It's a really weird spectacle - and what was most suprising is that the majority of the audience were actually not toursits, as I would have thought, but madrilenos themselves. Moreover, it's a kind of family outing for some of them - right in front of me the family had brought huge bags full of sandwiches, water, wine, etc and they actually brought children to watch the bullfight.
A bit of advice - be sure to take something warm and comfy to sit on - the seats are actually stone steps, and though they hand out the pillows at the entrance, it's better to have something in case they run out or charge money for them.
The bullfight museum at Plaza de Toros de Las Ventas is one of the capital’s less well known. Even during the afternoons or weekends (when the museum is, inexplicably, closed) Las Ventas is worth a visit just to check out the magnificent architecture of the world’s premier bullring, but the museum itself provides a unique insight into this cruel, passionate and intensely Spanish ‘art-form.’ Love it or hate it, this museum proves that there is far more to bullfighting than meets the eye.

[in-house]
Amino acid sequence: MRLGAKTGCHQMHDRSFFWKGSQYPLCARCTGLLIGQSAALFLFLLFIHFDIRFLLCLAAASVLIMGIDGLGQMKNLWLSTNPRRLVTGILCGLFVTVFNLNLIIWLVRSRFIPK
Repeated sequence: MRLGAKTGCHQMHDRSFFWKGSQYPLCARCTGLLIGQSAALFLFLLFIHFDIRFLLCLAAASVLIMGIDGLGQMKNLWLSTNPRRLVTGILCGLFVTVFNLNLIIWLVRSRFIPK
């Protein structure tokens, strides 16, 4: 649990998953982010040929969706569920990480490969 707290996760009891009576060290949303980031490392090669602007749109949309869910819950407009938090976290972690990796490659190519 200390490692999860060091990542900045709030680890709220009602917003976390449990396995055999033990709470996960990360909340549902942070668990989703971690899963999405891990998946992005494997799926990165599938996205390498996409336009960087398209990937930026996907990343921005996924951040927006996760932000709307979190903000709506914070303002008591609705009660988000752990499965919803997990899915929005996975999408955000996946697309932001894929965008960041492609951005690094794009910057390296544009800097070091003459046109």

Bullfighting, most people are against it, and still there's that piece of curiosity behind it.
The arena in Madrid is Las Ventas and is one of the largest bullfight Arena's in the world. Not mention a very nice looking building as well. Ticketprices vary from under €5,- to as much as you want to pay.
Shows last for a few hours and about 6 bulls will be killed. Though it's certainly not funny to see bulls getting killed (there's blood involved), it still is intriguing to experience this Spanish tradition.